Why You Should Not Say, “The poor will be with you always.”

“Poverty is not a sin.”


He spoke these words boldly, as if he was saying something prophetic. Then he gave a pregnant pause, and waited for the audience to delight at this great revelation. These were the words uttered by a pastor while I was attending a workshop at a church planning conference for leaders. While this statement is true, I didn’t find the words that followed particularly insightful.

He approached the topic of poverty in the same way that I have heard many American pastors and Christians quote the scripture:

“The poor will be with you always…”

When I hear both of these statements, particularly in the contexts in which they were given, I have great concern that the pastors are not challenging themselves or their hearers to respond to poverty in any tangible way. The problem with these holy references is they are both incomplete, and an incomplete truth can be just as harmful as a lie.

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Violence, Compassion, & Last Week with @IJM

Last week, I attended the International Justice Mission (IJM) annual Global Prayer Gathering. I sat among 1400 people from across the world and listened to stories, testimonies, and the great work of IJM, but mostly we heard reports from the IJM field officers and we gathered to pray. This was my second time attending the gathering. The experience is one of the most humbling practices and reminders of my year. It is nearly impossible to fathom that there are such crimes against humanity happening all around the world. It is encouraging to know that God is at work. It is evident when I pray that God breaks up the fallow ground in my own heart about what is important, what is priority, and how I can join in his redemptive work.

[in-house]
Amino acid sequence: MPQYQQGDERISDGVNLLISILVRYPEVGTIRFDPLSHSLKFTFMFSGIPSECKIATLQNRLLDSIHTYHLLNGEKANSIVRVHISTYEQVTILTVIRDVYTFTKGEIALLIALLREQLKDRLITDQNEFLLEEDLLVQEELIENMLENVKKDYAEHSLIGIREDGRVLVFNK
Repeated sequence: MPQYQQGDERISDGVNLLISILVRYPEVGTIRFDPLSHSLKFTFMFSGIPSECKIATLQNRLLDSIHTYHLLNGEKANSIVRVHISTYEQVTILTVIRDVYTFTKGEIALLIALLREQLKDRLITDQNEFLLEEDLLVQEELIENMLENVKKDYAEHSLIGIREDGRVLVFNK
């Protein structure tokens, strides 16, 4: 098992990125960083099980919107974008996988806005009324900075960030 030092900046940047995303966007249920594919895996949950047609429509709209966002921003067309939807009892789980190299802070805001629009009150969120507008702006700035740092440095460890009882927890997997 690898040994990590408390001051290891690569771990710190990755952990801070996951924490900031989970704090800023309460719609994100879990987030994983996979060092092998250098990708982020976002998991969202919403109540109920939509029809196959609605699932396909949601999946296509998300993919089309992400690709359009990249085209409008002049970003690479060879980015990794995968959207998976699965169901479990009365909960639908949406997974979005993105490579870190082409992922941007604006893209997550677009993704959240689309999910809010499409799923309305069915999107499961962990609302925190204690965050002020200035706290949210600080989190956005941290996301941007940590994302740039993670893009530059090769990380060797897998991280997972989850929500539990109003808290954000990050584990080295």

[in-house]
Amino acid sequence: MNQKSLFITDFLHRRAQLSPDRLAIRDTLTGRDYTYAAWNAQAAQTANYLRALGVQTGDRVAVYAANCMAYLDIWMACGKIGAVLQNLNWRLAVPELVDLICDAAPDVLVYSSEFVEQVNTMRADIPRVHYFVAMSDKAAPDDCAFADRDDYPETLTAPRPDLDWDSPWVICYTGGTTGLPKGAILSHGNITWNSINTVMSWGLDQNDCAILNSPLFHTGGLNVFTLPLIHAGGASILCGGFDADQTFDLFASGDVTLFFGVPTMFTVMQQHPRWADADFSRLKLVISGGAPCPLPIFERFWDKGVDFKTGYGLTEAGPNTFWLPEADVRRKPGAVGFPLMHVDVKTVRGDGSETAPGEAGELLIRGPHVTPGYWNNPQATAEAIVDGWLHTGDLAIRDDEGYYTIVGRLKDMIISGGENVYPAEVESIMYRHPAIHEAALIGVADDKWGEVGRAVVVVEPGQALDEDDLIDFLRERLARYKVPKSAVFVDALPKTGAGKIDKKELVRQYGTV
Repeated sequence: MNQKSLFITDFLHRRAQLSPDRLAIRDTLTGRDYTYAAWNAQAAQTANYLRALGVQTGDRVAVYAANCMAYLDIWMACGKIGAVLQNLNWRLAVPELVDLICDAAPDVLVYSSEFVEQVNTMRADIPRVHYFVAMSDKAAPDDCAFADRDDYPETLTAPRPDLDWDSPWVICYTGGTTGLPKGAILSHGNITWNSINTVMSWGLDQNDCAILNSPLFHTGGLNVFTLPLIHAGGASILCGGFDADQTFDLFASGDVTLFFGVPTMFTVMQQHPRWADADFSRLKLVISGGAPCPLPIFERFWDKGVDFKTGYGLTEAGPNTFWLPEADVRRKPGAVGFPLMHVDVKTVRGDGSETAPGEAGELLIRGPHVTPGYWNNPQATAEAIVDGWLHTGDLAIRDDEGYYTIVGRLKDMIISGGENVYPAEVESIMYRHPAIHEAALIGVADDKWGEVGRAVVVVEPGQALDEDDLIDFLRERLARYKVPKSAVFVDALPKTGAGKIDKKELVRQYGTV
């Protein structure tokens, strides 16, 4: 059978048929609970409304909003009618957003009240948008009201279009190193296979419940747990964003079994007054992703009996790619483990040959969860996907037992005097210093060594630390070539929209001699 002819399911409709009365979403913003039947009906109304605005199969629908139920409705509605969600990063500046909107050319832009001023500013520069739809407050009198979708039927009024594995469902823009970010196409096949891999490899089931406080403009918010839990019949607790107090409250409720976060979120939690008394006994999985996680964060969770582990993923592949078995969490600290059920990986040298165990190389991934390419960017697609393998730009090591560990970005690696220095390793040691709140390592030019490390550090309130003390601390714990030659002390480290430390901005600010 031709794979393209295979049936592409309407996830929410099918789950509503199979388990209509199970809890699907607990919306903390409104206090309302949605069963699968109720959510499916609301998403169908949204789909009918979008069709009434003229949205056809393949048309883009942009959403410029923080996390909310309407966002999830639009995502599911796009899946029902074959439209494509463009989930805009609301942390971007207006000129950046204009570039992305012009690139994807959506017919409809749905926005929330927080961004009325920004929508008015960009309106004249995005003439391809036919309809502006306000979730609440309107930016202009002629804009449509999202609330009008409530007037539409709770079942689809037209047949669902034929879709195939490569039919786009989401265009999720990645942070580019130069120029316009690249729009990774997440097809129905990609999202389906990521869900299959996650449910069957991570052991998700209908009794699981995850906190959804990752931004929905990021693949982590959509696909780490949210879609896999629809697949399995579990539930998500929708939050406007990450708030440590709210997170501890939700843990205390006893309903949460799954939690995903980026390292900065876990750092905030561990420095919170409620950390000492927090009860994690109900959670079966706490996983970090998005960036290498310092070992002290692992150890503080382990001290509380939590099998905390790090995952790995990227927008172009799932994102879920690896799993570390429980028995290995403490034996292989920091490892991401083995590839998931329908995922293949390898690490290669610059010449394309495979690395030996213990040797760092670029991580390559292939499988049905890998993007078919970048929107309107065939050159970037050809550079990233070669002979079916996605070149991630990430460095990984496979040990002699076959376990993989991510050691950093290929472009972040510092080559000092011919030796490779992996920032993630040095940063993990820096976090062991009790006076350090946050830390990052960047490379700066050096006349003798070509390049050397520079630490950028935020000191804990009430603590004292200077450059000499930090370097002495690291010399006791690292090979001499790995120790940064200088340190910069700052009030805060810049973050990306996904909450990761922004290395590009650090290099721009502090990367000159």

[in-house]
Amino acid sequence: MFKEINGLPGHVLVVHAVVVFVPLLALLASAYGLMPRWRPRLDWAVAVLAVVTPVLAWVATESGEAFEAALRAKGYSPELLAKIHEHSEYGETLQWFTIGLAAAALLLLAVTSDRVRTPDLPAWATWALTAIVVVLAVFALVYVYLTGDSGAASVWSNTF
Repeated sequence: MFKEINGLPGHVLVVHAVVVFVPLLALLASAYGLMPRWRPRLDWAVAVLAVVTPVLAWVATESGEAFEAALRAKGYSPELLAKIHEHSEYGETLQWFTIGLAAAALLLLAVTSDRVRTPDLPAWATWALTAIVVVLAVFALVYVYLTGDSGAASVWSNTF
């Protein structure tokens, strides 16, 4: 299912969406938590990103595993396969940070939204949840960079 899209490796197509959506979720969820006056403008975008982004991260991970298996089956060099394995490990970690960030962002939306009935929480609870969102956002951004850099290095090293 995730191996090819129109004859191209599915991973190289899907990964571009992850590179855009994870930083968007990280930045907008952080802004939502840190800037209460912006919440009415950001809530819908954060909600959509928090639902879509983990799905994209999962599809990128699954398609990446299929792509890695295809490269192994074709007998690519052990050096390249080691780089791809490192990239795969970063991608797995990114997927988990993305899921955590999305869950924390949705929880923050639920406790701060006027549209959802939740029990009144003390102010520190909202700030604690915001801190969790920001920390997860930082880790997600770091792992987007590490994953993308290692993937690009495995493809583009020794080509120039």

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Dangerous Act: Injustice and The Problem of Misperceiving

Part 2: Seeing

Chapter 3: The Problem of Misperceiving

People in desperate circumstances do desperate things and rationalize each step along the way. – Mark Labberton

The Dangerous Act of Loving Your Neighbor On Saturday, I attended a seminar on the Gordon Conwell Theological Seminary Charlotte campus where discussed the topic: Rich Church, Poor Church: Exploring Affluence and Poverty within the American Christian Community. One of the most insightful speakers of the day was educator and author, Dr. Ruby Payne. Dr. Payne expounded upon her research and life experiences concerning the hidden class rules, providing specific examples from people in generational poverty, middle class, and wealthy communities. For each category, she addressed the driving forces for decision-making, the way each community views other people and “the world,” and our natural responses to physical fighting and food. For example, in her article titled, Understanding and Working with Students and Adults in Poverty, Dr. Payne wrote:

For those in generational poverty, the driving forces for decision-making are survival, relationships, and entertainment.    

For those in the middle class, the driving forces for decision-making are work and achievement.

For those who are wealthy, the driving forces for decision-making are social, financial, and political connections.

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